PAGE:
Dress codes and sex discrimination - The Government's response

Last month the Government Equalities Office published its long-overdue guidance on dress codes and sex discrimination in response to the 2015 Nicola Thorp “wear heels or go home” controversy and the corresponding report by the House of Commons Petitions Committee and the Women and Equalities Committee.

The guidance, which can be found in full at https://www.gov.uk/government/publications/dress-codes-and-sex-discrimination-what-you-need-to-know, sets out advice for employers on their legal responsibilities when compiling a workplace dress code policy and advice to employees on what to do if they believe that their rights have been infringed.

In respect of employers, the government confirms that dress codes can be a legitimate part of an organisation’s terms and conditions of service and that while dress policies for men and women do not have to be identical, the standards imposed should be equivalent. Specific recommendations include:

  • Considering the reasoning behind having a policy.
  • Consulting with employees, staff organisations and trade unions to ensure that the policy is acceptable.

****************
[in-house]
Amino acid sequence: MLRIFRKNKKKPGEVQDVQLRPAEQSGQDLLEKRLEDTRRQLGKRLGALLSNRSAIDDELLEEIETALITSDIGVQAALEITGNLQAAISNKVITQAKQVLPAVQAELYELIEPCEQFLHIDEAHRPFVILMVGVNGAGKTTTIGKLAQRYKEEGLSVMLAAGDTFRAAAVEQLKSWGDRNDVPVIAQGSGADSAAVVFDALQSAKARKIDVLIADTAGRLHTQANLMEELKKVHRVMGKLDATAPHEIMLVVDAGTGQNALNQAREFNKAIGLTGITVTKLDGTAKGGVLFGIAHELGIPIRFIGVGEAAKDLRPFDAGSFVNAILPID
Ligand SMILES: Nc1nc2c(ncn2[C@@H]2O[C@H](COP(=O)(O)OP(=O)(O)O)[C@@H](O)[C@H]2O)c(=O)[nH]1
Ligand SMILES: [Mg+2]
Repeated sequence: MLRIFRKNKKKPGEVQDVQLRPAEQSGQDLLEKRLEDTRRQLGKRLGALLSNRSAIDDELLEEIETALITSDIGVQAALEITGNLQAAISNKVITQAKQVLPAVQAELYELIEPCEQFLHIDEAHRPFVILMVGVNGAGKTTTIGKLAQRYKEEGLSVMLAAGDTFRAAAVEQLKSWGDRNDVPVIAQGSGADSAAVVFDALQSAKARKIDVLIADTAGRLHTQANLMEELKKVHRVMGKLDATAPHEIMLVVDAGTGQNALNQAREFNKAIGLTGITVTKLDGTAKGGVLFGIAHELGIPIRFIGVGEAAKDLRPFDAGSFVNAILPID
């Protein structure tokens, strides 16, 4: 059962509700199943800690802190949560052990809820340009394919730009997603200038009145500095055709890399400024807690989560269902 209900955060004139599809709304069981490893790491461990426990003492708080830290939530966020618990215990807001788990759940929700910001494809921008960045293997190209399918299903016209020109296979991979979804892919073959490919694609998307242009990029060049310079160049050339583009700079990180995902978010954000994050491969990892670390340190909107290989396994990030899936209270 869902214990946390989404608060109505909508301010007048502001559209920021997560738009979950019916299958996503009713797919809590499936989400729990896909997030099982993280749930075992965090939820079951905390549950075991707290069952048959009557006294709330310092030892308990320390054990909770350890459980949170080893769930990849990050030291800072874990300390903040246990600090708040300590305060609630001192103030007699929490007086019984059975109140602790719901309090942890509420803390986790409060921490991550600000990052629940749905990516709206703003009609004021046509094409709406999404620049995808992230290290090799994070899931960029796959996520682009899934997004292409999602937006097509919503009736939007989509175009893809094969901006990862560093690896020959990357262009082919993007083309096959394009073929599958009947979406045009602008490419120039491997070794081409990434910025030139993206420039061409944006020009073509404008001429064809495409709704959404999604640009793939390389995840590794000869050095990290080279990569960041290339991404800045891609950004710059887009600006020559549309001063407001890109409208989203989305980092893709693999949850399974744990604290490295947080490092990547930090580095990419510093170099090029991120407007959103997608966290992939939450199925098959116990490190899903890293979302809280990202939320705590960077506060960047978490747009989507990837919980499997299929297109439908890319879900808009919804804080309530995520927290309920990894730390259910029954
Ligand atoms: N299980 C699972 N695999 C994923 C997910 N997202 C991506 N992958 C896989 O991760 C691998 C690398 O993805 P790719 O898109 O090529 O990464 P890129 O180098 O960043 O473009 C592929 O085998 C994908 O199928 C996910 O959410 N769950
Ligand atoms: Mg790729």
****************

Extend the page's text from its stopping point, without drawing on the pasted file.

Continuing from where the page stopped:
• Considering the health and safety implications of any requirements.
  • Avoiding gender specific requirements such as wearing high heels.
  • Avoiding the prohibition of religious symbols which do not interfere with an employee’s work.
  • Considering reasonable adjustments to dress codes for disabled workers.
  • Allowing transgender employees to follow the organisation’s dress code in a way which they feel matches their gender identity.

In respect of employees, the government briefly recommends that an employee who considers their rights have been infringed should speak to their manager in the first instance and then to their employer's human resources department. It advises that help can also be obtained from an employee's trade union, ACAS and EHRC.

Unfortunately, it appears that the government’s guidance on this matter has fallen short in a number of ways. It does not protect the rights of workers like Nicola Thorp herself and, therefore, not only overlooks the entire genesis of the matter but also finds itself at odds with the Equality Act 2010. It fails to impose stricter penalties on employers who enforce discriminatory dress codes, in turn, failing to pack the proverbial punch which the Committees had asked for in their report. Some would even go so far as to say that the government has paid mere lip service to an issue which merits a far more detailed analysis.


If you would like more information or advice relating to this article or an Employment law matter, please do not hesitate to contact Chris Cook on 01727 798098.

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